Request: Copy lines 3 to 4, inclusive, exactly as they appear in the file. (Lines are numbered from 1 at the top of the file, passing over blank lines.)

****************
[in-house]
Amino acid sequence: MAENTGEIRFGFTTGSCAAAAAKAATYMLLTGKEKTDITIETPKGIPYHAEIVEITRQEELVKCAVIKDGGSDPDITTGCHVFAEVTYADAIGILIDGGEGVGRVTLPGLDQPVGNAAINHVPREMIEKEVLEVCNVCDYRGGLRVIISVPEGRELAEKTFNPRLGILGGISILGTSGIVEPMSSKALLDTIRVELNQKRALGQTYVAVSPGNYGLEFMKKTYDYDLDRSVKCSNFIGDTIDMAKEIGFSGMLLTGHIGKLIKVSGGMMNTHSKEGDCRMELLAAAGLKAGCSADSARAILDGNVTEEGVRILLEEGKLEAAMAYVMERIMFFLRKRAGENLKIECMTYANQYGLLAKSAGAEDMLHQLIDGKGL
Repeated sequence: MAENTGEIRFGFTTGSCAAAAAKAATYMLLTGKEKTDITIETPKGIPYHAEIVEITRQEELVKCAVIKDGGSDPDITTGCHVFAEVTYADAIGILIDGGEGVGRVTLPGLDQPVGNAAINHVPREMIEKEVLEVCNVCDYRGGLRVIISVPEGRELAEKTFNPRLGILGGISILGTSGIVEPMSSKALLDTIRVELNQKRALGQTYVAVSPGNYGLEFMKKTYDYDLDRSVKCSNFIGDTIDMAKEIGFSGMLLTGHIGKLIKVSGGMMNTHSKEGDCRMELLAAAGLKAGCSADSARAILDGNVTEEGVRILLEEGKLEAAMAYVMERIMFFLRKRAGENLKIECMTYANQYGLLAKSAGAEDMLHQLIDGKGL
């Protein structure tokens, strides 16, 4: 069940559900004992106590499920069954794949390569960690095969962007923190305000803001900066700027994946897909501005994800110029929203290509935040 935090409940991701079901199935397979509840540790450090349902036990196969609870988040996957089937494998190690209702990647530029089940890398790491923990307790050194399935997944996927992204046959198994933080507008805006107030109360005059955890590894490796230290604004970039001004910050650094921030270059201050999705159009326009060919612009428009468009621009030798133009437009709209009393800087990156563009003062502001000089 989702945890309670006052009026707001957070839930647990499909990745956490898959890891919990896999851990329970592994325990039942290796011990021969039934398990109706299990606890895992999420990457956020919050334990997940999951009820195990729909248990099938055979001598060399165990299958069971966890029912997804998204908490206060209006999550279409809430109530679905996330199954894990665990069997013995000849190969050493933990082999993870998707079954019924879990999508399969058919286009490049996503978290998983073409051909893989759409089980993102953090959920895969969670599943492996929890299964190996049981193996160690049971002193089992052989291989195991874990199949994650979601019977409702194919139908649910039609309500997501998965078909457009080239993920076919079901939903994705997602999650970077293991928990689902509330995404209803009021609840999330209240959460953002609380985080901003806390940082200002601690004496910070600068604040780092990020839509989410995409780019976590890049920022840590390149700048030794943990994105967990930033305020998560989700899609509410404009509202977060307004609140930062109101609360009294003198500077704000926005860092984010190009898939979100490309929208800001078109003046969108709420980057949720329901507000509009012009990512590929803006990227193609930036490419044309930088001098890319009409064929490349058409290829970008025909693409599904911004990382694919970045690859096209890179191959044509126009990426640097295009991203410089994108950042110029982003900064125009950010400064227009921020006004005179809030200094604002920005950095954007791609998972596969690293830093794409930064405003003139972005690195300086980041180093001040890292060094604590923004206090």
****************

Repeated sequence: MAENTGEIRFGFTTGSCAAAAAKAATYMLLTGKEKTDITIETPKGIPYHAEIVEITRQEELVKCAVIKDGGSDPDITTGCHVFAEVTYADAIGILIDGGEGVGRVTLPGLDQPVGNAAINHVPREMIEKEVLEVCNVCDYRGGLRVIISVPEGRELAEKTFNPRLGILGGISILGTSGIVEPMSSKALLDTIRVELNQKRALGQTYVAVSPGNYGLEFMKKTYDYDLDRSVKCSNFIGDTIDMAKEIGFSGMLLTGHIGKLIKVSGGMMNTHSKEGDCRMELLAAAGLKAGCSADSARAILDGNVTEEGVRILLEEGKLEAAMAYVMERIMFFLRKRAGENLKIECMTYANQYGLLAKSAGAEDMLHQLIDGKGL
């Protein structure tokens, strides 16, 4: 069940559900004992106590499920069954794949390569960690095969962007923190305000803001900066700027994946897909501005994800110029929203290509935040 935090409940991701079901199935397979509840540790450090349902036990196969609870988040996957089937494998190690209702990647530029089940890398790491923990307790050194399935997944996927992204046959198994933080507008805006107030109360005059955890590894490796230290604004970039001004910050650094921030270059201050999705159009326009060919612009428009468009621009030798133009437009709209009393800087990156563009003062502001000089 989702945890309670006052009026707001957070839930647990499909990745956490898959890891919990896999851990329970592994325990039942290796011990021969039934398990109706299990606890895992999420990457956020919050334990997940999951009820195990729909248990099938055979001598060399165990299958069971966890029912997804998204908490206060209006999550279409809430109530679905996330199954894990665990069997013995000849190969050493933990082999993870998707079954019924879990999508399969058919286009490049996503978290998983073409051909893989759409089980993102953090959920895969969670599943492996929890299964190996049981193996160690049971002193089992052989291989195991874990199949994650979601019977409702194919139908649910039609309500997501998965078909457009080239993920076919079901939903994705997602999650970077293991928990689902509330995404209803009021609840999330209240959460953002609380985080901003806390940082200002601690004496910070600068604040780092990020839509989410995409780019976590890049920022840590390149700048030794943990994105967990930033305020998560989700899609509410404009509202977060307004609140930062109101609360009294003198500077704000926005860092984010190009898939979100490309929208800001078109003046969108709420980057949720329901507000509009012009990512590929803006990227193609930036490419044309930088001098890319009409064929490349058409290829970008025909693409599904911004990382694919970045690859096209890179191959044509126009990426640097295009991203410089994108950042110029982003900064125009950010400064227009921020006004005179809030200094604002920005950095954007791609998972596969690293830093794409930064405003003139972005690195300086980041180093001040890292060094604590923004206090």